Summary of occupation
Journalists write and present news and current affairs stories for print media, radio, television and the Internet. They conduct research and plan stories, interview people to obtain information, and write the copy for the final story as it appears in the media. They may even present the story on radio or television. Journalists may specialise in a particular area such as sport, politics, entertainment, economics and finance, or other specific topics.
Journalists work in newsrooms or offices, as well as television studios and radio stations. They often travel to cover stories and interview people. They may spend long periods of time on the road if covering a particular event or an ongoing news story. They may also visit locations such as law courts, sporting and entertainment venues or public places to cover stories. Journalists may need to spend time outdoors regardless of weather conditions, and they may work in unpleasant situations such as war zones and crime or accident scenes. They often need to meet tight deadlines.
On average, journalists and other writers can expect to earn between $1 250 and $1 499 per week ($65 000 and $77 999 per year), depending on the organisation they work for, and their level of experience. As a journalist develops their skills, their earning potential will generally increase.
Journalists use computers for research and writing, but may also use notepads and pens, dictaophones or portable sound and video recording devices, and may even be involved in the use of photographic and digital video equipment.
To become a journalist, you usually need to study a degree with a major in journalism or a related field, followed by a one year graduate cadetship involving on the job training.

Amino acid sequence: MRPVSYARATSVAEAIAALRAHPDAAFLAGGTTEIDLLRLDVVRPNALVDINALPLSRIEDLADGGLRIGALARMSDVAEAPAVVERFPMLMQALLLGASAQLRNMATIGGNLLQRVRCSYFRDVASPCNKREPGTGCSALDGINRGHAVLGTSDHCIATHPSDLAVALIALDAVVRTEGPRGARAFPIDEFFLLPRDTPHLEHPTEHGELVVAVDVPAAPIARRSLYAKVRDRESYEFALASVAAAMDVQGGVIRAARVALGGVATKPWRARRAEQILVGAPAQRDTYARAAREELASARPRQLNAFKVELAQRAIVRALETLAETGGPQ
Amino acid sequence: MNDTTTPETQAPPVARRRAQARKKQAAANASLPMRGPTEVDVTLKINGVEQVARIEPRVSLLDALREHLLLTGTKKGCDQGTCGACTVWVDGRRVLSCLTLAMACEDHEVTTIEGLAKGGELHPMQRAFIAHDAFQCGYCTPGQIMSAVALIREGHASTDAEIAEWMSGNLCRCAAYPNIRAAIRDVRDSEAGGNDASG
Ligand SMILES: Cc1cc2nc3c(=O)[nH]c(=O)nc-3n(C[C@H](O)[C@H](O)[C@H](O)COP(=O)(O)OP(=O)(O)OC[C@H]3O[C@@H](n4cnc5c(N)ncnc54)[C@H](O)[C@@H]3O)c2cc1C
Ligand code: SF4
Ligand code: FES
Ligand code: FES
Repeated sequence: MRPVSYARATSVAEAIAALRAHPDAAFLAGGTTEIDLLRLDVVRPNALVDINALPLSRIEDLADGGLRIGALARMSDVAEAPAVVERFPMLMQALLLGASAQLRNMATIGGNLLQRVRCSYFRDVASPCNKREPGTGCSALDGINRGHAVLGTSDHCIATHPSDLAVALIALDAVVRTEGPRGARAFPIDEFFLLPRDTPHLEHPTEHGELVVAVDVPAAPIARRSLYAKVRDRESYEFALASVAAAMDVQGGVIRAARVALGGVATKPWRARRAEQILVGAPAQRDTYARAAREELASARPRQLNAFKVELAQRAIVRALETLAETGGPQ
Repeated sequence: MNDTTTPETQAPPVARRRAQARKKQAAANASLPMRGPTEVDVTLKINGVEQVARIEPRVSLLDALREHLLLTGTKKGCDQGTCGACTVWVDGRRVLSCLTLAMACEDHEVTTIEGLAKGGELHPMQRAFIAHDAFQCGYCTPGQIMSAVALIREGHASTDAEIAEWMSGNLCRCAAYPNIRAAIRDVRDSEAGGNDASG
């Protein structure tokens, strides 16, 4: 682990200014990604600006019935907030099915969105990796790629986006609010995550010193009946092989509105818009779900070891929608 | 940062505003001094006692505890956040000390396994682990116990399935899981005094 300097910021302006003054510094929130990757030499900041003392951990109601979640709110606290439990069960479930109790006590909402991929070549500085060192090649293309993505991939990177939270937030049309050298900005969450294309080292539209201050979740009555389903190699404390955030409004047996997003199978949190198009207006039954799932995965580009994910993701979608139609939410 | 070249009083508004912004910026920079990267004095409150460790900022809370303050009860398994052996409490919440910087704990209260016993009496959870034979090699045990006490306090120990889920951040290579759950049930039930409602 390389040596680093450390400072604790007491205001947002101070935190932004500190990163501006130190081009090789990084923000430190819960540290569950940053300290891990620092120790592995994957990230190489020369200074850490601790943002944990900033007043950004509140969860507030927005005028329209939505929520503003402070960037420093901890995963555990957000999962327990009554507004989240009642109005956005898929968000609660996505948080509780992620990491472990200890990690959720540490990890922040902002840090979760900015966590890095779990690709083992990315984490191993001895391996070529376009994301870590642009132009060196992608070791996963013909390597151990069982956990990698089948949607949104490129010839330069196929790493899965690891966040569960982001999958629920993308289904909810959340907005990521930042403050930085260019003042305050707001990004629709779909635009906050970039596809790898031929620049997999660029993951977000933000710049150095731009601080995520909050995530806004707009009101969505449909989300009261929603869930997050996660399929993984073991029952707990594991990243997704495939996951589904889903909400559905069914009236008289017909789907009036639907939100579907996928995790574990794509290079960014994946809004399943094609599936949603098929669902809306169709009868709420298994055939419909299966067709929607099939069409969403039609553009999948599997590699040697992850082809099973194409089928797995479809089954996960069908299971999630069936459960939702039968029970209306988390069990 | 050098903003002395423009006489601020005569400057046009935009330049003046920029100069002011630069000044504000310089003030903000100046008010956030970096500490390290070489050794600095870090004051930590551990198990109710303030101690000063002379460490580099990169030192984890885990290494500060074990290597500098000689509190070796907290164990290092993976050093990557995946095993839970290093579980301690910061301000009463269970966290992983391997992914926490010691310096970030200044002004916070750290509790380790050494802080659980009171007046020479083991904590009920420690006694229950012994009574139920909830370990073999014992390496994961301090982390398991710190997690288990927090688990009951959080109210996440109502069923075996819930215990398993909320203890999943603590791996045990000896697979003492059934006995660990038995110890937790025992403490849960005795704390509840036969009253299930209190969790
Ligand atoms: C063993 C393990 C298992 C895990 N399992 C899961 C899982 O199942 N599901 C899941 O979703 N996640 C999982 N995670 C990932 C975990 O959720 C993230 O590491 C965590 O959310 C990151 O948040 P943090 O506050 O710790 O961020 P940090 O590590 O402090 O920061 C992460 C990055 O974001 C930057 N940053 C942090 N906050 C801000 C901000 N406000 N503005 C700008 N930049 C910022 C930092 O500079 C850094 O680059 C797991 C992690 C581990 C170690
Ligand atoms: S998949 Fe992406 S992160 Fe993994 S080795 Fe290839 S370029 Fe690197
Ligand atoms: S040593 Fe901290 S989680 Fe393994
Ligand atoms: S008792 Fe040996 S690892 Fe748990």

Most universities in Western Australia offer relevant courses. Contact the universities you are interested in for more information.
Alternatively, you can become a journalist by completing a three year cadetship, during which you receive instruction and gain experience in practical journalism under the supervision of senior journalists.
Apprenticeships and traineeships
As an apprentice or trainee, you enter into a formal training contract with an employer. You spend most of your time working and learning practical skills on the job and you spend some time undertaking structured training with a registered training provider of your choice. They will assess your skills and when you are competent in all areas, you will be awarded a nationally recognised qualification.
If you are still at school you can access an apprenticeship through your school. You generally start your school based apprenticeship by attending school three days a week, spending one day at a registered training organisation and one day at work. Talk to your school's VET Co-ordinator to start your training now through VET in Schools. If you get a full-time apprenticeship you can apply to leave school before reaching the school leaving age.
If you are no longer at school you can apply for an apprenticeship or traineeship and get paid while you learn and work.
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If you think you already have some of the skills or competencies, obtained either through non-formal or informal learning, you may be able to gain credit through recognition of prior learning.